Like Daughter, Like Mother- Learning confidence from my daughter.

Translated from Spanish

ImageWhen I was six years old, the same age that my daughter is now, my mother left me with my grandmother. Nearly every evening I would peek out in the street to see if my mother had arrived. But six years passed and she didn’t come back. I missed her so much.

Even though my grandmother was attentive to my needs, it wasn’t easy. When I wanted to share something with my mother or ask her a question, she wasn’t there. I needed a lot from my mother as a child and I feel as if I still need her today.

Afraid to Speak

Finally, when I turned 12, I went to live with my mother again, but our relationship never grew strong. My mother is a woman with an explosive character. It was very difficult for me to adjust to her personality. I never had the confidence to tell my mother what was going on with me. I don’t know if it’s my nature to be timid, but I don’t remember my mother ever asking me, “How was your day?”

My daughter is just the opposite. America (that’s her name) is a very pretty little girl with dark, clear skin, long eyelashes, thick eyebrows, and a small mouth. She loves to color, draw and read, but what she likes best is to talk. Even as a baby, she was a screamer. When she wanted her milk, she wanted it instantly and hot. We say that she seems like a parrot. She says, “I’m not a parrot! I just like to talk.”

Encouraging My Children

I admire America’s confidence. One day I was chatting with my sister-in-law in the kitchen and America came out of her room and told us to be quiet. “The only person that can talk a lot is me. I am the queen!” she told us.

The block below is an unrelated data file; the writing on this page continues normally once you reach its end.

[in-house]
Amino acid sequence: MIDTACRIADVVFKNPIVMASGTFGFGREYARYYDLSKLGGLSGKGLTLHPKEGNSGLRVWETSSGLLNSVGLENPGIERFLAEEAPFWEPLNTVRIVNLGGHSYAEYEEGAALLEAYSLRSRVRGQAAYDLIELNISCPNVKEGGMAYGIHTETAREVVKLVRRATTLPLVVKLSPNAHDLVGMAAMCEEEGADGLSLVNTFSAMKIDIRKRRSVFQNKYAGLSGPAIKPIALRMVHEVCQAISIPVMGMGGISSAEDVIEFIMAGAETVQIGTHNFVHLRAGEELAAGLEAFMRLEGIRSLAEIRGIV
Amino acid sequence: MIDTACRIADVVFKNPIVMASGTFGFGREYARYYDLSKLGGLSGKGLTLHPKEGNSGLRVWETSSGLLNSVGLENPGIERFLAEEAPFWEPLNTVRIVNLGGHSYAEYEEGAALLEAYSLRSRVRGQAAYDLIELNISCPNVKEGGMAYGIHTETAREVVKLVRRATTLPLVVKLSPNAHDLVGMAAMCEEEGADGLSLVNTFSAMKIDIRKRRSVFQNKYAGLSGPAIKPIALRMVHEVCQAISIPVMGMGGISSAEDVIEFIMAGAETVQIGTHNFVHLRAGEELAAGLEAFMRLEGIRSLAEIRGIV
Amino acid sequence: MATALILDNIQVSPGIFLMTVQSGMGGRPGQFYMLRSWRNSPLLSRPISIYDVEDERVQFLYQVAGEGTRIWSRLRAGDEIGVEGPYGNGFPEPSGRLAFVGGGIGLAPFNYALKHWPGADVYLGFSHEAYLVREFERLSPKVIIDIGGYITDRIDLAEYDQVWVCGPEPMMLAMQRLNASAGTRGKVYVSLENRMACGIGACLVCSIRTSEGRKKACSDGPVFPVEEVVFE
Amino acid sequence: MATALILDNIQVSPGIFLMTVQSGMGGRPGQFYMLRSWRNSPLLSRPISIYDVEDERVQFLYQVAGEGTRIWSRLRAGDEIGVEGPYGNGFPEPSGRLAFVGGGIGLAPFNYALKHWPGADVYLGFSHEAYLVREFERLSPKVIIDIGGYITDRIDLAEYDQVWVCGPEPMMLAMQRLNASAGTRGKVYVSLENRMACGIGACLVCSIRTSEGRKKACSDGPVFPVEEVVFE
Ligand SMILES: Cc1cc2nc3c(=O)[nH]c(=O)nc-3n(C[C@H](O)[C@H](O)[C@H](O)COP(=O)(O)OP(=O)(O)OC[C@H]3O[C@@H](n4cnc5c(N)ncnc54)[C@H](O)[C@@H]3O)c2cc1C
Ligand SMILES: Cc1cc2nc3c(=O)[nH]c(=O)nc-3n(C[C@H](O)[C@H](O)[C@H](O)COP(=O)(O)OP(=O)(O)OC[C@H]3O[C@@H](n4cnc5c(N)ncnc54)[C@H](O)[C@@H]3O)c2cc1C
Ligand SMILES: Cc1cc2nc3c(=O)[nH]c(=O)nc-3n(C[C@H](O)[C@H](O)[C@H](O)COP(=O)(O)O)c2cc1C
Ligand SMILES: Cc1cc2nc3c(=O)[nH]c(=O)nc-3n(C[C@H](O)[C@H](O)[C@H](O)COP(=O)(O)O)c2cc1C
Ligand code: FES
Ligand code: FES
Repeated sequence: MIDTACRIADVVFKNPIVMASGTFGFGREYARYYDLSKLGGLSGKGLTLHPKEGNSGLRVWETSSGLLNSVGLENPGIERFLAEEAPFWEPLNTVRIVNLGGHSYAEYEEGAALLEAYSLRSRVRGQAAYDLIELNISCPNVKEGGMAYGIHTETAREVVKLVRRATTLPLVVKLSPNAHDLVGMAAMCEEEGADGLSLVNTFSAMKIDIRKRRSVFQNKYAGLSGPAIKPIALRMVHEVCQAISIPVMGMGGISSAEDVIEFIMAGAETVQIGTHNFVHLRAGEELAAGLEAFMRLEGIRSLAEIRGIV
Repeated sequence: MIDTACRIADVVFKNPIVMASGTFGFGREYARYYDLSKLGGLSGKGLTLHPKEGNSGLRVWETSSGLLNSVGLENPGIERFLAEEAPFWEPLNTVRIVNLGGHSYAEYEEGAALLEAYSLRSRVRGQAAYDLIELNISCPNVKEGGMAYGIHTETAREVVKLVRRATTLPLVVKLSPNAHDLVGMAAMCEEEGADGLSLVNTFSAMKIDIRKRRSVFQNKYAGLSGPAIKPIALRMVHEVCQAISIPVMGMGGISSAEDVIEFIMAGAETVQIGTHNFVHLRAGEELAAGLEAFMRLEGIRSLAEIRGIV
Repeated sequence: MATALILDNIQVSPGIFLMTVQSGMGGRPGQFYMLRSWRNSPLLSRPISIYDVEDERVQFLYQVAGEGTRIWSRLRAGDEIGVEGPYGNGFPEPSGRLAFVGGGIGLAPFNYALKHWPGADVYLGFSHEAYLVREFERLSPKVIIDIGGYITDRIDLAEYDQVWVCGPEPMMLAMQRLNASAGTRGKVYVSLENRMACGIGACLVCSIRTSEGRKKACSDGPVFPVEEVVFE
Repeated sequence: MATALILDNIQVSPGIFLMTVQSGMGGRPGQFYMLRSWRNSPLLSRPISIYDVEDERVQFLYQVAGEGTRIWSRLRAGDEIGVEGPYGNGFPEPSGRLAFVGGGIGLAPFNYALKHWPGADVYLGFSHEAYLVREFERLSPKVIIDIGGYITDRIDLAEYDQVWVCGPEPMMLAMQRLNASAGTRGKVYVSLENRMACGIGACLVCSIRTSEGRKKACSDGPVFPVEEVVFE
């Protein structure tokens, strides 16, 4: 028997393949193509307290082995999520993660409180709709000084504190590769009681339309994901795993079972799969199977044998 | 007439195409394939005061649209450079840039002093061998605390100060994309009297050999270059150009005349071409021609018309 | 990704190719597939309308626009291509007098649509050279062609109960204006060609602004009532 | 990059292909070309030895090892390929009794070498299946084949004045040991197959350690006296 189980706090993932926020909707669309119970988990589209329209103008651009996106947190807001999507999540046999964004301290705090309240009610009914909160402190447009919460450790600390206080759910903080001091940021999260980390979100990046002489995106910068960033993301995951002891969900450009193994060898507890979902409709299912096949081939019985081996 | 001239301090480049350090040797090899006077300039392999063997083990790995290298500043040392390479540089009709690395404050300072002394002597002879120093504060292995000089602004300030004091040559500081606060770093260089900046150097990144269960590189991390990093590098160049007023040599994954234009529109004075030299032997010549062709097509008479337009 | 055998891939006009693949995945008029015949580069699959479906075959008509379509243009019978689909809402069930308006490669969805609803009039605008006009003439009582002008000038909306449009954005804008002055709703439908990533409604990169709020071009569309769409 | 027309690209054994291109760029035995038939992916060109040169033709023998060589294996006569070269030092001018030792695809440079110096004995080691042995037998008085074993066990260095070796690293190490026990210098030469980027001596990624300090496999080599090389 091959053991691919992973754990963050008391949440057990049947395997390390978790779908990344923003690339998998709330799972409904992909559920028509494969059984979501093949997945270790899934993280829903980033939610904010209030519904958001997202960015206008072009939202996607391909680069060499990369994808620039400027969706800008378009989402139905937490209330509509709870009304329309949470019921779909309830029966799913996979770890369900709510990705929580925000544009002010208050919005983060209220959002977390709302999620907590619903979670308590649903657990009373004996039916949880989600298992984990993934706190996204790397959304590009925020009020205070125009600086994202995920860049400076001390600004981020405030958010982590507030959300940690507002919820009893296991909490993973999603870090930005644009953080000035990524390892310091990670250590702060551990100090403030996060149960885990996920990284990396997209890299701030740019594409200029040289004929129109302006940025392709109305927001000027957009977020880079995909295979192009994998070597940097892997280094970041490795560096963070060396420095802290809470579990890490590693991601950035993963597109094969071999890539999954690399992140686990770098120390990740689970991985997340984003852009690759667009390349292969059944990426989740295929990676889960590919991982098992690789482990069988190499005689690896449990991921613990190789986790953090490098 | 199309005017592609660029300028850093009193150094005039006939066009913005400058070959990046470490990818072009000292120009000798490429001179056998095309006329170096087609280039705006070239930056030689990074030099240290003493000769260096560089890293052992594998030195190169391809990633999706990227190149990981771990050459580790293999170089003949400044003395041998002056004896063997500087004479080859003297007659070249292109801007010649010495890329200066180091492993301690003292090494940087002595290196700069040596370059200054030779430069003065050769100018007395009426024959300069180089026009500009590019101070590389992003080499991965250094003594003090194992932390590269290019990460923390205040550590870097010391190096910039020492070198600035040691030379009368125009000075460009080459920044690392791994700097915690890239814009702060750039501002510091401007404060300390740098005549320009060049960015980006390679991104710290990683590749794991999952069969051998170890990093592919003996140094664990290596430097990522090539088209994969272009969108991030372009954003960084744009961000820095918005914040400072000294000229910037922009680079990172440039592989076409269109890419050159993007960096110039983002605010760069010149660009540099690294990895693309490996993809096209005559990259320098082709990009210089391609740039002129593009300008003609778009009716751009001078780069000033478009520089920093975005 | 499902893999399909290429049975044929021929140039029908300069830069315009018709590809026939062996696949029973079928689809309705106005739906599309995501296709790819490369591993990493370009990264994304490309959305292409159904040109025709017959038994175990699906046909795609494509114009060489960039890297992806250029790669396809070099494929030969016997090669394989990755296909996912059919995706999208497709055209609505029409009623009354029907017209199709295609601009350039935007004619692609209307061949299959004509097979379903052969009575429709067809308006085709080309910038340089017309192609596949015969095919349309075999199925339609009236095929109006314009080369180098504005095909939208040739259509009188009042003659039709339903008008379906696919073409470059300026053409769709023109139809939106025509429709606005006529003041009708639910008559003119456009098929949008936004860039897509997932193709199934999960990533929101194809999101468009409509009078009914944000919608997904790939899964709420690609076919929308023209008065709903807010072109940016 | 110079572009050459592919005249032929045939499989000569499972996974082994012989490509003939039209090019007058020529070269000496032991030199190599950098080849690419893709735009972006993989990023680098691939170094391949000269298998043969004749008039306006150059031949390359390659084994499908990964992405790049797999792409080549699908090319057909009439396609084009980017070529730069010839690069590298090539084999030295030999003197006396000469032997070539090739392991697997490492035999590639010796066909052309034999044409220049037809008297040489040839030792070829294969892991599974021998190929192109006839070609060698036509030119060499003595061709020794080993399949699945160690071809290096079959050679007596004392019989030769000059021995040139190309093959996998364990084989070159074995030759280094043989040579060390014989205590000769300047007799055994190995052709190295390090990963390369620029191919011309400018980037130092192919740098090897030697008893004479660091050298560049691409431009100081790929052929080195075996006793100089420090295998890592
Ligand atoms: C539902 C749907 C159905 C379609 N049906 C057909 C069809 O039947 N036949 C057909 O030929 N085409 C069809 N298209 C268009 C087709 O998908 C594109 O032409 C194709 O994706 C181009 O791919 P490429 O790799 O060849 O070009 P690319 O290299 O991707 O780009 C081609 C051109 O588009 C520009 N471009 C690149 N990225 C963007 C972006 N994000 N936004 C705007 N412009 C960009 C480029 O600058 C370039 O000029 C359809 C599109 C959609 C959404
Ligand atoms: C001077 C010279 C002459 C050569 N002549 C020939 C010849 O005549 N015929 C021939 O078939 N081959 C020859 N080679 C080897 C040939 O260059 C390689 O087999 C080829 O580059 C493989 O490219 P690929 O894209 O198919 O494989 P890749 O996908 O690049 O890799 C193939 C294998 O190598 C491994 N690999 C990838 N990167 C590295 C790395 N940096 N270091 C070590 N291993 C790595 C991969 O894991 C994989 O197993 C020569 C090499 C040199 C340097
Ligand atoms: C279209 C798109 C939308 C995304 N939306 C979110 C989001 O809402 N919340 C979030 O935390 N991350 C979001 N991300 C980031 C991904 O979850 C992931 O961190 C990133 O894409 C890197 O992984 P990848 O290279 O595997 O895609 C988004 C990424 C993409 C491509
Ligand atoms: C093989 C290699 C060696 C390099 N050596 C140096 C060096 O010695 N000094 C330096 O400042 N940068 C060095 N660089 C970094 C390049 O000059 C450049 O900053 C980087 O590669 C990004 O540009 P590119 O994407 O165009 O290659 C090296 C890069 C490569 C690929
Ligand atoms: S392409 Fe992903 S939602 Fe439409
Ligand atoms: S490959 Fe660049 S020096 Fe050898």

I try to give America and my son, Alan, the confidence that I never had with my mother. I do my best to be loving toward them and to show them that they are important to me by chatting with them about school and their days.

Obviously there are times when I get angry and speak harshly. But when they are fighting, I try to stay calm, saying, “That’s not OK. You have to help and take care of each other.”

I think that without my realizing it, my grandmother taught me to be the mother I am today. My grandmother was loving, although on occasion a little strict. She always taught us to be well organized, and she tried to teach us patience. She didn’t yell at us if we didn’t do things right the first time, which my mother often did.

Changing Myself

Sometimes I wish I was more like America. If someone bothers her—Oh! She lets them know. If something makes her uncomfortable, she easily defends herself. She’s not afraid to say how she feels.

Me, I don’t do that. First I get nervous, and then I cry. I would like to express my feelings without fear of being criticized. I feel afraid of hurting other people if I speak my mind, because I know how that feels. When my mother yelled at me, she said so many terrible things. She didn’t care if she hurt my feelings. Those things she said left a mark on me, even though I try not to remember them.

I have tried to become more confident. Now I can ask questions if I need to, without feeling afraid. Whenever we’ve had people over to the house, I used to stay apart from everyone else. I’m more sociable now.

Tender Moments

My mother and I still don’t communicate well. I want to let her know how much I missed her when I was a child and that I wished she could’ve given me love, confidence and tenderness.

I don’t have too many good memories of my childhood. Once my mother brought my sister and me to a circus. I took a picture in which I had on a white blouse and a checkered skirt. I remember this as a moment when I felt happy and content with my mother.

I want to give many moments like that to my children. I still have a lot to learn about being an excellent mother, but I hope that America and Alan will always confide in me.

Translate »